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BACKGROUND: How do we conceive of self and body?  What scripts are at work? What role does our perception play? How does gender and identity perform itself at the perceptual level? How do these things implicate “other” and design they ways we relate to ourselves, each other and environment? What tools for transformation are already available or yet to be made in dance practices to disrupt hegemonic patterns and make new ones? 


From theories of performativity, for example, we can take into account that gender is a stylization of the body that happens through ritual repetition of acts and within a regulatory frame that “over time produces the appearance of a natural sort of being” (Judith Butler, Gender Trouble). Parody and play, like drag performance, reveal the falsity of naturalness by creating a “copy of a copy,” and illuminating that there is no original.  In dance, however, we deal specifically with the materiality of the body, ritual repetition is the basis of training and we repeatedly confront (or in many cases ignore) the socially constructed attributes that are  performed not expressed –in other words our characteristics don’t naturally emerge from an interior self.  And nothing is free from the context it exists within.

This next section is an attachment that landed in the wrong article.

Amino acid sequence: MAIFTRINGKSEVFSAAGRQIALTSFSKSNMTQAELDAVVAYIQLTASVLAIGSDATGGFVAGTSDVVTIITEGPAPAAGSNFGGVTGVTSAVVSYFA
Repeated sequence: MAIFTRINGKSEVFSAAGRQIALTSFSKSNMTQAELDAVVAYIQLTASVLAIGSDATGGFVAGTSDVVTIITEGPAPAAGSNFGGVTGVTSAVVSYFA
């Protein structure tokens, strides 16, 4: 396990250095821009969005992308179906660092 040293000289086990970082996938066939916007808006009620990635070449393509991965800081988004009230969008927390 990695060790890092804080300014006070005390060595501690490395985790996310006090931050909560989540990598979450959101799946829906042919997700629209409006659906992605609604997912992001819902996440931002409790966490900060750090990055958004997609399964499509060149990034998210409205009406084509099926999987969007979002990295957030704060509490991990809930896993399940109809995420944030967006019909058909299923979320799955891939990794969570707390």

In my own practice, I take this to mean that my creative acts are not some expression of a true self, and that I don’t make performances intended to express a certain story, meaning, or feeling necessarily.  Instead, I am experimenting with sharing performative representations of socially constructed and maintained identities, relationships, and systems layered on and inside of my body, in relation to the bodies and objects around me.  


DESCRIPTION: During this class we will use our individual and group body to make and unmake ourselves. Working with disorientation, quick shifts of attention, endurance and group dynamics, we will move away from language and towards embodied comprehension. We will push to the edges but also question “edge” as a boundary or distinction between ourselves, others and the space we occupy.


WORKFLOW – Classes combine somatic exercises adapted to engage questions about how we construct our bodies and how they are constructed. Proposals are seeded from queer, feminist, and critical race theory that exemplify and disrupt the way identity is embodied. We focus attention to the pressure spaces exert, to the relationship of subject/object as well as the act of relating, to the impact of orientation and disorientation, to reading what our bodies are making through a variety of lenses.  This work is supported through reading and discussion, composing and decomposing performances.

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